Odenkirk uses his endearing screen presence and charisma to shape Hutch into a character the viewer can cheer for. Part of the attractiveness of his casting, and what works well in the film, is that he isn’t the stereotypical pick for this type of part. Yet, he manages to pull it off successfully. Odenkirk’s emotional and comic abilities are also skillfully exploited, notably in sequences in which Hutch reflects on his life and the decisions he’s made. However, because many of the other characters are underwritten, he must carry the picture on his shoulders. The supporting cast, which includes huge stars like Connie Nielsen, Christopher Lloyd, RZA, and others, is underutilized.
This is not to suggest that everyone in Nobody movie gives a poor performance; it’s simply that, except Odenkirk, they have nothing to work with and fail to make an impact.
“Nobody” succeeds because it prioritizes scene design and action choreography over everything else, eschewing pretension and the overplotting that has become prevalent in the genre in recent years. It doesn’t break any rules so much as it presents a great time inside a familiar framework. After a year of too few action films due to the blockbuster’s cancellation, “Nobody” provides audiences with an adrenaline rush that nearly seems brand new.
Rather than becoming the next John Wick, nobody comes across as John Wick light, which may disappoint some. Nobody obviously understands what it is and never takes itself too seriously, so it’s nice to see Odenkirk try something different at this juncture in his career. Nonetheless, these advantages do not contribute much to elevating the final product above the level of transient enjoyment.
Because of the epidemic, there is still a scarcity of high-profile genre releases. Thus people searching for elegant action may be drawn to Nobody movie. Still, it’s hardly a title that begs to be seen in theaters, especially when Universal makes its films accessible on-demand immediately after their theatrical debut. Those who are interested can wait till Nobody can be seen at home.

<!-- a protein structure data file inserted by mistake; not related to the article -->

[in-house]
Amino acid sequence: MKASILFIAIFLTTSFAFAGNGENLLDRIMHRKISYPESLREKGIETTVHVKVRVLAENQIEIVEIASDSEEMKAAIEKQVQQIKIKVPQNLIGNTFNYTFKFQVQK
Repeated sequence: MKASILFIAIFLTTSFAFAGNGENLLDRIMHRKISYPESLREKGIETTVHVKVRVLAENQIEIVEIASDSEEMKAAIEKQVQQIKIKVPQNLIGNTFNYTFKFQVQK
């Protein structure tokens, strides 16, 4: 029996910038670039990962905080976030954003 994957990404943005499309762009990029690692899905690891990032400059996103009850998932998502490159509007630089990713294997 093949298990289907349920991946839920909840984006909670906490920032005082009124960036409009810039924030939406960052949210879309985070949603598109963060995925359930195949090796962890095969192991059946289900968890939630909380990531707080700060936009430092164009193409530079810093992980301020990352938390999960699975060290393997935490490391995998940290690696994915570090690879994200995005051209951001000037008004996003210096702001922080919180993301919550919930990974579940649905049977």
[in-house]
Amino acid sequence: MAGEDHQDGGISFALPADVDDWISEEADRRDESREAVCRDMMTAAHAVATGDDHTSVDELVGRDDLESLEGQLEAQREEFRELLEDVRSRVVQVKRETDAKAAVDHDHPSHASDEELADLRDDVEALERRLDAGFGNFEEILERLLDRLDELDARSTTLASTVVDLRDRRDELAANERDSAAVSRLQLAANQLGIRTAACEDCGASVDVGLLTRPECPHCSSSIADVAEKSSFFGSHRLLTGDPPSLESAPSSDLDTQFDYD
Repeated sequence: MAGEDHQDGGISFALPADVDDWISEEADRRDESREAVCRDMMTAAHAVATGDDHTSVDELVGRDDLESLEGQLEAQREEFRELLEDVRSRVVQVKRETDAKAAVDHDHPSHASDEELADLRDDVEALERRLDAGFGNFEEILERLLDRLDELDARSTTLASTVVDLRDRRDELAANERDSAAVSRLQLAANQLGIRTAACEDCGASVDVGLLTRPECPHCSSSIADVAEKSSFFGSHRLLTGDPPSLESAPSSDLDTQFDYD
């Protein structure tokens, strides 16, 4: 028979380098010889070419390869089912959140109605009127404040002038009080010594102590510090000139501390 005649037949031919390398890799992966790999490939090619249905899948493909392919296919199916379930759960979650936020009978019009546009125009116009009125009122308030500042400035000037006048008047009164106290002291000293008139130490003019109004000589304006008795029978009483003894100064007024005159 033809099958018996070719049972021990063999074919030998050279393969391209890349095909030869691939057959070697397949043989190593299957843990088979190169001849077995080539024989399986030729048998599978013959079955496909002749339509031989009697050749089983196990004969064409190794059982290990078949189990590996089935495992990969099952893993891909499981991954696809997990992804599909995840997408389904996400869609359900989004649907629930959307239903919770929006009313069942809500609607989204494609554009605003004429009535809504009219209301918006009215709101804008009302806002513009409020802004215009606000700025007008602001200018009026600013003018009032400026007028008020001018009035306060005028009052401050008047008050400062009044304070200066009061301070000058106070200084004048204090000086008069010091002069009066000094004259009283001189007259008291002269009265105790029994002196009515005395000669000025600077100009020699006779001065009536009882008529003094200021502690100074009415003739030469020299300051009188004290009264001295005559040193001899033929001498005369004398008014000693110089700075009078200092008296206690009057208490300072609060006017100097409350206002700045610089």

Also Read, How Breaking Bad Season 1 got so Popular?
Why Nobody can be like John Wick
Nobody, which depicts a former assassin seeking vengeance on the Russian mafia, sounds disturbingly similar to John Wick, but the parallels don’t stop there.
They’re both former assassins.
To begin with the obvious, both John Wick and Hutch are retired assassins, and they’re both excellent at what they do. Some fans believe Wick is the true villain since he goes about murdering hundreds of men who can’t defend themselves and, in some cases, don’t even deserve it. The same could be said of Hutch.
Both depict the Russian mafia.
It is not uncommon for a Russian to play the bad guy in a Hollywood film since Americans and Russians have been at odds since the space race. Still, considering the other parallels, it has to be more than a coincidence.
Muscle Cars are prominently featured in both films.
In the film John Wick, the titular assassin appears to have two passions: dogs and muscle vehicles. The guy in the first film expresses his rage by driving around a dockyard in a 1969 Mustang GT. After the film, he’s been handed a 2011 Dodge Charger.
Bob Odenkirk put in a lot of effort to play Hutch, and it paid off big time, as spectators can virtually feel every punch, kick, and gunfire. These elements are referred to as “gun-fu,” a combat technique popularized by the John Wick films.
Though the gun-fu in the John Wick trilogy is more superior and far more ambitious, Keanu Reeves has been performing his own stunts for decades at this point, and the stunt coordinators have had three movies to polish it. However, if Nobody gets a sequel, it may ultimately match John Wick in terms of ambition.
Putting the Mobster’s Money on Fire
Though Nobody movie has many parallels to John Wick, the film does a wonderful job of doing enough intriguing and unusual things to set itself apart from the now-iconic franchise. However, the plot is nearly beat for beat the same when it comes to the Russian mob storyline.
Nobody’s poster is nearly comparable to John Wick’s: Chapter 2’s, indicating who Universal is attempting to appeal to. Hutch’s face is in the center of the poster, as is John Wick’s, and he is surrounded by fists being thrown at him.